Hampton Roads residents protest tunnel tolls
Jordan Crawford | 2/6/2014, 10:21 a.m.
About three dozen people, including Portsmouth Resident Danielle Rackett, assembled Saturday morning outside nTelos Wireless Pavilion. After two hours of holding signs and drawing honks of approval from drivers, the group walked a few blocks up to High Street Landing to continue its cause.
As of midnight Saturday, drivers with an E-ZPass will pay 75 cents during off-peak hours and $1 during peak times - weekdays from 5:30 a.m. to 9 a.m. and 2:30 p.m. to 7 p.m. Those unregistered for E-ZPass will pay an additional $1.50.
Rackett estimated that she went through the Downtown Tunnel more than 180 times in January. She vows she won’t do it once this month.
“I’m normally skeptical of boycotts,” Rackett said. “This one I believe in.”
The group gave a host of reasons for protesting. They said the tolls will harm Portsmouth’s economy. Some said the rumored reasons for the fees are to help pay for a second Midtown tube, build the MLK Extension and rehab the old tunnels. They feel these reasons are unjust.
They also hope that decision makers will notice when considering tolls in other places.
“You don’t know what’s going to happen,” Craig Jameson said. “If we get enough numbers, we might be heard.”
Jameson attended an initial protest in March 2012. Last week, he helped make dozens of posters. Pipes bursting in his home Thursday didn’t stop his effort.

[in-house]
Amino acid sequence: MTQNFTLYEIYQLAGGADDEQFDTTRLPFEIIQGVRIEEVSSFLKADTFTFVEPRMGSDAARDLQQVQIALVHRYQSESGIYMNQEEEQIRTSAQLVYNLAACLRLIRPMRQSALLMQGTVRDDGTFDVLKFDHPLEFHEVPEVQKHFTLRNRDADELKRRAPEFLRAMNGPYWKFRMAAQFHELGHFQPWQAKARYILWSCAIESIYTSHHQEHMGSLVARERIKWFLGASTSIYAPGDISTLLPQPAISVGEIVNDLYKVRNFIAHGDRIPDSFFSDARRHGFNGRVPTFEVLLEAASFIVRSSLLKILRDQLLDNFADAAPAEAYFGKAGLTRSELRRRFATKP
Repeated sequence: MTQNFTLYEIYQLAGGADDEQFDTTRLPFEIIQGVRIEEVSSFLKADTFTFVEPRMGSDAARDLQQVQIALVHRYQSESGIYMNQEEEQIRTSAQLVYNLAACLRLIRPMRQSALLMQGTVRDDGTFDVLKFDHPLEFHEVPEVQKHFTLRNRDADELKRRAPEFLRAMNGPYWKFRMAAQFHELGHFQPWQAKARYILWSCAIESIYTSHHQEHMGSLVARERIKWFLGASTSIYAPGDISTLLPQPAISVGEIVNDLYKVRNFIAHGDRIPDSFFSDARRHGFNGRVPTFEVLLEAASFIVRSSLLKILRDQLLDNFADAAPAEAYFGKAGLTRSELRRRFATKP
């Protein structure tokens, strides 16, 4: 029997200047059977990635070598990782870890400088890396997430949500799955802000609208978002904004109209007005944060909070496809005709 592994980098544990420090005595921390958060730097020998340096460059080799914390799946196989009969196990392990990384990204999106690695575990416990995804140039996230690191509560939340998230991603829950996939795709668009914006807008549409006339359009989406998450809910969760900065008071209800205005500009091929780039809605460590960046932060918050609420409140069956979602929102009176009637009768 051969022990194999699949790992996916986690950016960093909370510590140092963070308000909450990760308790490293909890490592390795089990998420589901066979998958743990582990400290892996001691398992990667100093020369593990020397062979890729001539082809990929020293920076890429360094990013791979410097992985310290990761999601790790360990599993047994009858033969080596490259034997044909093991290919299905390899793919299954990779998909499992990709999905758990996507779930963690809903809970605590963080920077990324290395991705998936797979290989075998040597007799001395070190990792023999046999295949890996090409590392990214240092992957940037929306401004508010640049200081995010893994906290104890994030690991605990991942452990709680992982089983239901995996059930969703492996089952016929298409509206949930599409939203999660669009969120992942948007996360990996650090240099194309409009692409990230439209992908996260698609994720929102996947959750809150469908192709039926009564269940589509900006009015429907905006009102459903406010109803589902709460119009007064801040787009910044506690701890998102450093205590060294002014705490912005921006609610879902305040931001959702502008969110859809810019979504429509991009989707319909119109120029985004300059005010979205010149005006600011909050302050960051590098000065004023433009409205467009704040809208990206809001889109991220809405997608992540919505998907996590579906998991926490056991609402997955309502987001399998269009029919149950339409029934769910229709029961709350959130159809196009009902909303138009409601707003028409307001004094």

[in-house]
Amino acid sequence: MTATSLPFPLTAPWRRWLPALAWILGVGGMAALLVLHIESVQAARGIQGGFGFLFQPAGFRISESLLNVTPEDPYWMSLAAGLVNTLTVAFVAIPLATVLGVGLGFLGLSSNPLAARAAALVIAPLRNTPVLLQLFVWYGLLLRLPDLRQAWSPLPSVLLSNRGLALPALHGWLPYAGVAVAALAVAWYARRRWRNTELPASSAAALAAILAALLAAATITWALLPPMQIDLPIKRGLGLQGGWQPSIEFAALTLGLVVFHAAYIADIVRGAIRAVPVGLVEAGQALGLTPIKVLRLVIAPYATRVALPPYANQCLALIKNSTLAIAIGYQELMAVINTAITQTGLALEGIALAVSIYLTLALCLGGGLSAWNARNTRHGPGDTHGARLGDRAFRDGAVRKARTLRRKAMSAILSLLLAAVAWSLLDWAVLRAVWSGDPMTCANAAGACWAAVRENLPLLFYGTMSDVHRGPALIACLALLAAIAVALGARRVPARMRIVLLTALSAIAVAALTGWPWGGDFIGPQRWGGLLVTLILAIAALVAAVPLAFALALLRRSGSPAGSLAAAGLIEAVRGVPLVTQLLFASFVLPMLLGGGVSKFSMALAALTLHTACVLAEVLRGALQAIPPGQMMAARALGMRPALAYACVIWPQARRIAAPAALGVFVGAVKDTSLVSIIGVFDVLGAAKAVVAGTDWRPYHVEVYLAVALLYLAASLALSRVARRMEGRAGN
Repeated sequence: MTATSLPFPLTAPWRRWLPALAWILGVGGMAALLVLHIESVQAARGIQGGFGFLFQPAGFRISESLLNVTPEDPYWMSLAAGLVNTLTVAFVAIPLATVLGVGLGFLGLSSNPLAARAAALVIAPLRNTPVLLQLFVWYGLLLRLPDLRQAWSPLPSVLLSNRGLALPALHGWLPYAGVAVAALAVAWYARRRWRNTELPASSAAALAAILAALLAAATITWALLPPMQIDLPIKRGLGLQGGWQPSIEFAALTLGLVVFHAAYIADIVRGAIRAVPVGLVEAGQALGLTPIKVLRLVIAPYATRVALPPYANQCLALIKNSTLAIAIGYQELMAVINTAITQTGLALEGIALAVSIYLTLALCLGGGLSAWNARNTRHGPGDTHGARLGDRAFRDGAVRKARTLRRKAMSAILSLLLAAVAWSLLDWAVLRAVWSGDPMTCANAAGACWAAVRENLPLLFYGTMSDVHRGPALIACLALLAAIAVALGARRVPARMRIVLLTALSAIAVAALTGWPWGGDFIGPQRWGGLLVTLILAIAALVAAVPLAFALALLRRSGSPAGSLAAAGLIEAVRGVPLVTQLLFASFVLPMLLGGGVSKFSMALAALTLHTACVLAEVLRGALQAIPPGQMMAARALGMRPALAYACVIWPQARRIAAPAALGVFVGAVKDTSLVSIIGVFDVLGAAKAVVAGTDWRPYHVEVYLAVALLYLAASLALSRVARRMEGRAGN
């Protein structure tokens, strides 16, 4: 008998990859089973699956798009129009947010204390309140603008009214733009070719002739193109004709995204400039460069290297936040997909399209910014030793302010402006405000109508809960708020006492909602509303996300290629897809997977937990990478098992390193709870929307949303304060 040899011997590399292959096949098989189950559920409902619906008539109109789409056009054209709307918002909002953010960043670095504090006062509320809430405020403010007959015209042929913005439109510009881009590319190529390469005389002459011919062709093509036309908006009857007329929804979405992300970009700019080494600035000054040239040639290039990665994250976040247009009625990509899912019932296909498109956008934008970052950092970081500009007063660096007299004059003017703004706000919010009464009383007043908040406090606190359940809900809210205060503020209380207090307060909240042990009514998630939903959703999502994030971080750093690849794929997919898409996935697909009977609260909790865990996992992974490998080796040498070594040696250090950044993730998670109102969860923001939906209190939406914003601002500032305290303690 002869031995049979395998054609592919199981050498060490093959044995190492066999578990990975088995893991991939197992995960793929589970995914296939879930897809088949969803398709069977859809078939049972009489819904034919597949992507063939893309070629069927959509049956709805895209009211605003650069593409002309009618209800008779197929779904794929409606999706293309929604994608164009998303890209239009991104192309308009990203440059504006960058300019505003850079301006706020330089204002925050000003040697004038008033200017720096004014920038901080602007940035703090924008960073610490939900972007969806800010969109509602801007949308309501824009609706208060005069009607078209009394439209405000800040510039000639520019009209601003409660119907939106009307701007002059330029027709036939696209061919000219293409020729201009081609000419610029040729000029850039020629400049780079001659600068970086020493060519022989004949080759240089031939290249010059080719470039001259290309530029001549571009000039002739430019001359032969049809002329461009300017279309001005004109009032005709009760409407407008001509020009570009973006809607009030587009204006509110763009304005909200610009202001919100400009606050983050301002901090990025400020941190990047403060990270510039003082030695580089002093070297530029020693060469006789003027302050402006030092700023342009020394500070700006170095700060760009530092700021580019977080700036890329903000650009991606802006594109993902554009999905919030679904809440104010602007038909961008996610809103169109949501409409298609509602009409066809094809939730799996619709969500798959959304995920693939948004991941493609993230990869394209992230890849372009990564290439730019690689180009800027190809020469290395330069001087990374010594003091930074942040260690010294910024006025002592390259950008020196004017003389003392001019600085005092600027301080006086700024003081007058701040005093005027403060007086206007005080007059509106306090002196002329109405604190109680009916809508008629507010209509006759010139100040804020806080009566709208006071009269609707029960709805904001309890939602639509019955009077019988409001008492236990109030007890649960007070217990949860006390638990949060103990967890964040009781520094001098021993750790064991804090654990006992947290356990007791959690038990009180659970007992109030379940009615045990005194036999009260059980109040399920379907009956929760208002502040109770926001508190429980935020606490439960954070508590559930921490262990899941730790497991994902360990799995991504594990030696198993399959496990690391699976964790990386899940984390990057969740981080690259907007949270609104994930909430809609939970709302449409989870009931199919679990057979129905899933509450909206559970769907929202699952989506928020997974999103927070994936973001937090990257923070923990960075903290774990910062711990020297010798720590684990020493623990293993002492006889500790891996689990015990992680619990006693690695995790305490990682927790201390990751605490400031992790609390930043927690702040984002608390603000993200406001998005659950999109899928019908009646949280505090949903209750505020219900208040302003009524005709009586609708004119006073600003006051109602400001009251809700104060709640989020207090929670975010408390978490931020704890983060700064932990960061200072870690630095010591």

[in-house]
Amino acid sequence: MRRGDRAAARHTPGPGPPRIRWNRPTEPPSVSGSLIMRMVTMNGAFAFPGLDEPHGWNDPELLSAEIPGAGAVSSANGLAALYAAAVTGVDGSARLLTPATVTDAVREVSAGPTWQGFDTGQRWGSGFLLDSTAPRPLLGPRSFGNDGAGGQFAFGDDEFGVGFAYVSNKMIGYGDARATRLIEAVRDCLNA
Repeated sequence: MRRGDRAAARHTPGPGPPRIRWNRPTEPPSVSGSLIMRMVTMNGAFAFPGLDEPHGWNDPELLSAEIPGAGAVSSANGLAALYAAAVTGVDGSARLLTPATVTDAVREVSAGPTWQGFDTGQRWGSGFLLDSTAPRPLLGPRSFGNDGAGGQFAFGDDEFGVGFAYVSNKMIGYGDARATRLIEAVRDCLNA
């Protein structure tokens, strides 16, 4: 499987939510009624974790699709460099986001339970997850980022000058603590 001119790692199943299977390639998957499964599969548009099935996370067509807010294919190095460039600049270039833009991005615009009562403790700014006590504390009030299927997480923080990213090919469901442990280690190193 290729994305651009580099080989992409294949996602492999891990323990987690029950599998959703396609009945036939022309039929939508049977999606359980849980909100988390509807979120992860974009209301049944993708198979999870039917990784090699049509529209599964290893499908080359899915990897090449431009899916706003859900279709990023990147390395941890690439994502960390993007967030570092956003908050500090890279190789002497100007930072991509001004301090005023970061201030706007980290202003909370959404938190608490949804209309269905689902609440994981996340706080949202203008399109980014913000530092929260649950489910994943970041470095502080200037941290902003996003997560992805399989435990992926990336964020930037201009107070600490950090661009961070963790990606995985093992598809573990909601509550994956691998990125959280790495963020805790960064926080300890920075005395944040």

“These tolls are going to kill this town,” Jameson said. “Some of the people are wearing water gear to make fun of a commercial made by Elizabeth River Crossings, who’s in charge of this mess.”
The commercial shows a woman using a raft to cross the water instead of going through a tunnel.
Elizabeth River Crossings defended the commercial.
“Our goal with the ad was to demonstrate that EZ-Pass is the easiest, and least expensive way to cross, and based on transponder acquisition in Hampton Roads since the campaign began, we believe they've been effective,” spokeswoman Leila Rice said in an email.
The Virginia Department of Transportation said 78,930 transponders had been distributed in Hampton Roads between Nov. 1 and last Thursday. The goal was 75,000 by Feb. 1.
Those numbers aren’t the whole story for Rackett. Holding a sign that read, “Honk for no tolls,” she got dozens of drivers to blare their horns for her. Some had transponders.
Rackett said five friends have moved out of Portsmouth to be closer to areas they need to visit often.
She is going to try to find alternative routes, but that will mean adding at least 15 minutes to her commute.
“Why’d they do this to us?” she wondered.